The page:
• Car(e)-Free LA

            Because you wouldn’t have to build the second approach into Boston. So you cut $3 billion from New Haven-Kingston (let’s be real, it’s the USA so it’ll be $5 billion) and another $2 billion getting into Boston. With this $7 billion saved, you take another $1 billion to bypass the Worcester Line and it’s $6 billion saved. The key is to route directly from Hartford to Worcester and bypass Springfield. That way, New Haven-Boston is 215 km vs 240 km along the coast, and by going inland, maintaining 330 km/h the whole way should be possible. Local trains can branch off the HSR mainline at Hartford up to Springfield. All in all, the system would look like this:

            All in all, this should cut NY-Boston by 15 minutes, cut Hartford-Boston by 30 minutes, lengthen NY-Springfield by 10 minutes, and lengthen NY-Providence by 40 minutes. With the cost savings and shorter trip on NY-Boston, it seems worthwhile to me. Obviously, this assumes Boston-Albany and New Haven-Hartford-Springfield would otherwise be built, but that seems obvious to me.

          • Alon Levy

            The actual cost of getting into Boston via the Providence Line is zero, because the approach already exists. You need to do some minor spending (high single-digit millions) on rebuilding the South Station throat to avoid 10 mph slowdowns, but that is both cheap and useful for regional trains as well. If you mean the four-track overtake needed around Route 128-Readville, then that is a few km of four-tracking, so figure double-digit millions – and this isn’t just a European cost, it’s in line with the cost of a current double-tracking project on the Franklin Line. It’s nothing like the Worcester Line and the world of pain that is the Newton trench, or the world of pain that is the route you’ve drawn, which I think requires some light tunneling between Hartford and Shin-Worcester.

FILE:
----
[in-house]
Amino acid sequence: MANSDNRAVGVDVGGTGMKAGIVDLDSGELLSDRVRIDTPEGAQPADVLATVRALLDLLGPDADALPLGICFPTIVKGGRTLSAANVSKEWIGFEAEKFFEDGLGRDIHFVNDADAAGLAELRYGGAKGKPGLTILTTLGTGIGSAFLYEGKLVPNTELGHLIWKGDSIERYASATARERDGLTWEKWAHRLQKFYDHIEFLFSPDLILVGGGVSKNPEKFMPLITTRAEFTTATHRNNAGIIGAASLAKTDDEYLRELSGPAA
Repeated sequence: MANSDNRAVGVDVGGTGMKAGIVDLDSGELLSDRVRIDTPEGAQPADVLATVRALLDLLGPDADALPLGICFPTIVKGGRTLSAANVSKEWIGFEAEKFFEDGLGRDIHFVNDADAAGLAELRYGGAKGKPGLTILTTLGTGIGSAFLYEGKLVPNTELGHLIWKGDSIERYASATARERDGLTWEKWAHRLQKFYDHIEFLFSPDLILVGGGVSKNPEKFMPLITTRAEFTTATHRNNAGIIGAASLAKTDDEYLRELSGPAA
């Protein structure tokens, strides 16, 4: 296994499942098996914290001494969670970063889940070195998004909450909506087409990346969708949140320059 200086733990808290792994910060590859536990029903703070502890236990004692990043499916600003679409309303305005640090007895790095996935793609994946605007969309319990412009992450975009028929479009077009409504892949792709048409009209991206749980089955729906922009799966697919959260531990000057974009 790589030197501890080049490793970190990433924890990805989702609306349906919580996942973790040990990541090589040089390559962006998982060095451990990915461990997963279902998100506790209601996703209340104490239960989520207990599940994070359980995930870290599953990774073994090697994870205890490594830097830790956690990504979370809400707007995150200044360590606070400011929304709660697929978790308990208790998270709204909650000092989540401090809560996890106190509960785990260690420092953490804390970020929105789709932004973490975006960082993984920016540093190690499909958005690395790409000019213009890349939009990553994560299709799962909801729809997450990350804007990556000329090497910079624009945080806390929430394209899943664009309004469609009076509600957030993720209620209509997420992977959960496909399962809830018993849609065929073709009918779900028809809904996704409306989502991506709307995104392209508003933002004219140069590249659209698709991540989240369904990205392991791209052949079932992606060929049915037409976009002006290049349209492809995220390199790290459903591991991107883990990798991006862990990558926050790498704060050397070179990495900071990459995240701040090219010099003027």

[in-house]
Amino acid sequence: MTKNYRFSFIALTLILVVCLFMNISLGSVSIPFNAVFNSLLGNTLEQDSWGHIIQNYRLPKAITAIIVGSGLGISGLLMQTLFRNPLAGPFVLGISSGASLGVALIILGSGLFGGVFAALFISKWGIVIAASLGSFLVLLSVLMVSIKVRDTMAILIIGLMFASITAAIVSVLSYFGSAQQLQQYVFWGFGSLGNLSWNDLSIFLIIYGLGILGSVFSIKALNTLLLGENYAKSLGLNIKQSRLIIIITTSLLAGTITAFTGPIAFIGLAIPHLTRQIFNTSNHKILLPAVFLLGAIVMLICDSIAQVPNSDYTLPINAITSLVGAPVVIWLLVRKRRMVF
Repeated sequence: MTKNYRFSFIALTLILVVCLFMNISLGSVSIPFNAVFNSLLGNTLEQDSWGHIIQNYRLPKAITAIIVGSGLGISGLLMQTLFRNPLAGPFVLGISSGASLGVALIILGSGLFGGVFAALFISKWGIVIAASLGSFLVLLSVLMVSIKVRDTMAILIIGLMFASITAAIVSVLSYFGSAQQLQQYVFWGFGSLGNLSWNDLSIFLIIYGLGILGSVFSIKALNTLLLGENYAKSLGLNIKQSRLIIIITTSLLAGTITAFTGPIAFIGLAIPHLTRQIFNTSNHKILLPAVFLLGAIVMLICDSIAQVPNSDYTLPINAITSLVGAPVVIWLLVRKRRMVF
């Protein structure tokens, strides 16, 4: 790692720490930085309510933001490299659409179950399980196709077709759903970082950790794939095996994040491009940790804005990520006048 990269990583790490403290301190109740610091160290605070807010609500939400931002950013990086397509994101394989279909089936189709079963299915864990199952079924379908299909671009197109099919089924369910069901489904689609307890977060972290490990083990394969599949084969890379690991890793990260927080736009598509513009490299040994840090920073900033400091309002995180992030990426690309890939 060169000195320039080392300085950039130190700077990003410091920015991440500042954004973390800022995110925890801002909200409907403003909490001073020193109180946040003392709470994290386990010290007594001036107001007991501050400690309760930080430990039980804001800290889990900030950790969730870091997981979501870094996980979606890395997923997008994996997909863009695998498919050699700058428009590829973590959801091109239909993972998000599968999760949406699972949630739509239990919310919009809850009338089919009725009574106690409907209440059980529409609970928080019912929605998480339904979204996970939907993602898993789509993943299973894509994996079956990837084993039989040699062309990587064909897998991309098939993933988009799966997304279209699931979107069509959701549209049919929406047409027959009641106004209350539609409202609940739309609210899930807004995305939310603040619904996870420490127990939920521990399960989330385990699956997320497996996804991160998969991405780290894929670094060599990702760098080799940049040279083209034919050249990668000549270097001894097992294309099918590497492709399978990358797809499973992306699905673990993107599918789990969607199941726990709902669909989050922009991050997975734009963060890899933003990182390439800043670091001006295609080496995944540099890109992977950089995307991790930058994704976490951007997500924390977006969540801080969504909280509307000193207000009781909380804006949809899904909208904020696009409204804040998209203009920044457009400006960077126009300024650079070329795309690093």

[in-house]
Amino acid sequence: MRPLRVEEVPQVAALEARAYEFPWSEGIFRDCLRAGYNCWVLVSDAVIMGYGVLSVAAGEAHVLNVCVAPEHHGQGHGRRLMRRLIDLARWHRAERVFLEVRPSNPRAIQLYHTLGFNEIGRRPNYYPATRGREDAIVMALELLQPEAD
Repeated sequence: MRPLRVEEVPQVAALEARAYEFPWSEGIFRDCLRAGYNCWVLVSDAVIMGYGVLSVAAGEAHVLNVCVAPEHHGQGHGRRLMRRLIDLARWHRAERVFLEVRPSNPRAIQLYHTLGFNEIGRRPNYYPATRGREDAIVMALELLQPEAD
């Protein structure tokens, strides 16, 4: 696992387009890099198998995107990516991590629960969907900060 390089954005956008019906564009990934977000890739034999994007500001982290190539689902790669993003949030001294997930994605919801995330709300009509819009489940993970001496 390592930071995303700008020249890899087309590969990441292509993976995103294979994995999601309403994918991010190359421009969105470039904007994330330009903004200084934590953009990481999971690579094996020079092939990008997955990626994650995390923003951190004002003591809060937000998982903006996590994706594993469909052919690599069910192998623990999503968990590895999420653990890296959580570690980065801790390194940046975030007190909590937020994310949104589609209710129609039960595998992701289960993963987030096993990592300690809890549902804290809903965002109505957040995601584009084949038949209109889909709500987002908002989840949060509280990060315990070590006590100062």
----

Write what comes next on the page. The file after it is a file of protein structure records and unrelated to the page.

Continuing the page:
Nor can you maintain 330 km/h in Connecticut on the Hartford line. Look at it on Google Earth: it’s hemmed by extensive suburban development. There’s a reason I’m only promising ~160 km/h average speeds between New Haven and Springfield even on a high-speed line.

          • Jim Shilliday

            The other problem with New Haven – Hartford – Worcester – Boston is that tiny Rhode Island still has two US senators. Good luck adding 40 minutes to NY-Providence.

          • Car(e)-Free LA

            Getting from New Haven-Hartford-Worcester at 330 km/h isn’t as hard as you think it is. It would require 15 km of tunneling (on top of what is already needed from Worcester-Springfield), but it would allow New Haven-Hartford in 0:16, and Hartford-Worcester in 0:24. Good luck getting from New Haven-Providence in 0:40. Except for the approach into New Haven and the segment from New Britain-Hartford, this could all be done at top speed. Segment maps are below:
            New Haven-New Britain:
            New Britain-Stafford:

          • Alon Levy

            15 km of tunneling, at normal first-world costs, is maybe $2 billion. So much for doing it cheaply. And New Haven-Providence via I-95 + the legacy line in RI has no speed restrictions whatsoever from the Quinnipiac bridge to East Greenwich, so yeah, it can be done in around 36 minutes without pad (38.5 with).

          • adirondacker12800

            If you are going to eventually build an extensive high speed system, one approach to Boston doesn’t have enough capacity.

          • adirondacker12800

            The tunnel between New Haven and Hartford would be very expensive because you aren’t tearing down that much Connecticut suburb without a decades long fight. They’ve been at this since somebody suggested widening Boston Post Road 100 years ago.

  7. adirondacker12800

    45 minutes between New Haven and Springfield is not high speed. They managed to get the all stops train back to what they had been and the trains that skip a few stops down to 75. Straighten a few curves, electrify and put in full level boarding 45 for trains that only stop in Hartford might be possible. It’s not high speed. It implies 15 between Springfield and Hartford and 30 between Hartford and New Haven which is good enough but it’s not high speed.

    • Alon Levy